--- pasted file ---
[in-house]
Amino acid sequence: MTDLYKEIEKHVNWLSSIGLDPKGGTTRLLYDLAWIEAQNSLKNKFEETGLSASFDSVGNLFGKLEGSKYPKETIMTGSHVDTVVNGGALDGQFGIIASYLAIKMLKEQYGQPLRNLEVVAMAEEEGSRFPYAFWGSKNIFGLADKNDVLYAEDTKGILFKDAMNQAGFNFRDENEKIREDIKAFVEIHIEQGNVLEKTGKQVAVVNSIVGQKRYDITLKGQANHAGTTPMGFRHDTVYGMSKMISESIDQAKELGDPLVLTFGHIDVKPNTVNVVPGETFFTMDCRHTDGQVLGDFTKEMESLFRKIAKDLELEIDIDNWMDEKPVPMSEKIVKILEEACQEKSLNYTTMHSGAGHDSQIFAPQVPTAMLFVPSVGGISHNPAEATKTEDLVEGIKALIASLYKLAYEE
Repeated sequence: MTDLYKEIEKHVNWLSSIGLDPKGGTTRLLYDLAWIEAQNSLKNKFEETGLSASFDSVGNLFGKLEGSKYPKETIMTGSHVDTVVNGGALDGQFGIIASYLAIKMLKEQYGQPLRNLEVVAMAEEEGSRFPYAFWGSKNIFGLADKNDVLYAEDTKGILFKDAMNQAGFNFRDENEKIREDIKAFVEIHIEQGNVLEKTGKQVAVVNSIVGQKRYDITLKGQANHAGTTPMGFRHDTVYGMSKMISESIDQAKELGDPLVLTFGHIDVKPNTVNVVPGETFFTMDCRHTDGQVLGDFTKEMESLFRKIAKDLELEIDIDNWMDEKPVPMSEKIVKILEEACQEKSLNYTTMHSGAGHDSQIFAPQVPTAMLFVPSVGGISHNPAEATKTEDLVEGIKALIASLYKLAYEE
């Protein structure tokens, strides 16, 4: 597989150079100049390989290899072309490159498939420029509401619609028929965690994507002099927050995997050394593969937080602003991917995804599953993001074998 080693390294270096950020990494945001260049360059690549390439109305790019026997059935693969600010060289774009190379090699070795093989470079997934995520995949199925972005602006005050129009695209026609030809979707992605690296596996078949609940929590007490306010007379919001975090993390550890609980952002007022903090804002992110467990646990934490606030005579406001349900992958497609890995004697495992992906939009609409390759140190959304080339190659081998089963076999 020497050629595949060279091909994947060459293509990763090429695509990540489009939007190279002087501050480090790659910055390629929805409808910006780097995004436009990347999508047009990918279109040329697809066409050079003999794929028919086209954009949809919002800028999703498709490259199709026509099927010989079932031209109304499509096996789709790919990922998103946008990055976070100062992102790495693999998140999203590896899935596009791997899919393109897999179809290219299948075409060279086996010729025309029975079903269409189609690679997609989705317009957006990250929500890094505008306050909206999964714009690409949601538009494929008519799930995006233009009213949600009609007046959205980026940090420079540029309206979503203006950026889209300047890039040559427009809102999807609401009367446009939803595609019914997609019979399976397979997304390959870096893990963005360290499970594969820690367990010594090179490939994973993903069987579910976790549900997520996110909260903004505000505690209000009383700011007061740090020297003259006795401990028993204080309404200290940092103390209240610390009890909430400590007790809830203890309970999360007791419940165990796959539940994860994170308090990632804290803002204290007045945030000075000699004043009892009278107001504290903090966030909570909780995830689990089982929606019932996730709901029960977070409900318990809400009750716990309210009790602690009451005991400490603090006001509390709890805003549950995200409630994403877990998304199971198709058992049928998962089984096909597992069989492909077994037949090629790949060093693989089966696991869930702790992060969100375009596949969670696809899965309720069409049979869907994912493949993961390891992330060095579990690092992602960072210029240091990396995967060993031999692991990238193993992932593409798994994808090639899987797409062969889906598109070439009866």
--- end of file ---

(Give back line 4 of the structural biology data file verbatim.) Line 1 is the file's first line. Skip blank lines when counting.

């Protein structure tokens, strides 16, 4: 597989150079100049390989290899072309490159498939420029509401619609028929965690994507002099927050995997050394593969937080602003991917995804599953993001074998 080693390294270096950020990494945001260049360059690549390439109305790019026997059935693969600010060289774009190379090699070795093989470079997934995520995949199925972005602006005050129009695209026609030809979707992605690296596996078949609940929590007490306010007379919001975090993390550890609980952002007022903090804002992110467990646990934490606030005579406001349900992958497609890995004697495992992906939009609409390759140190959304080339190659081998089963076999 020497050629595949060279091909994947060459293509990763090429695509990540489009939007190279002087501050480090790659910055390629929805409808910006780097995004436009990347999508047009990918279109040329697809066409050079003999794929028919086209954009949809919002800028999703498709490259199709026509099927010989079932031209109304499509096996789709790919990922998103946008990055976070100062992102790495693999998140999203590896899935596009791997899919393109897999179809290219299948075409060279086996010729025309029975079903269409189609690679997609989705317009957006990250929500890094505008306050909206999964714009690409949601538009494929008519799930995006233009009213949600009609007046959205980026940090420079540029309206979503203006950026889209300047890039040559427009809102999807609401009367446009939803595609019914997609019979399976397979997304390959870096893990963005360290499970594969820690367990010594090179490939994973993903069987579910976790549900997520996110909260903004505000505690209000009383700011007061740090020297003259006795401990028993204080309404200290940092103390209240610390009890909430400590007790809830203890309970999360007791419940165990796959539940994860994170308090990632804290803002204290007045945030000075000699004043009892009278107001504290903090966030909570909780995830689990089982929606019932996730709901029960977070409900318990809400009750716990309210009790602690009451005991400490603090006001509390709890805003549950995200409630994403877990998304199971198709058992049928998962089984096909597992069989492909077994037949090629790949060093693989089966696991869930702790992060969100375009596949969670696809899965309720069409049979869907994912493949993961390891992330060095579990690092992602960072210029240091990396995967060993031999692991990238193993992932593409798994994808090639899987797409062969889906598109070439009866």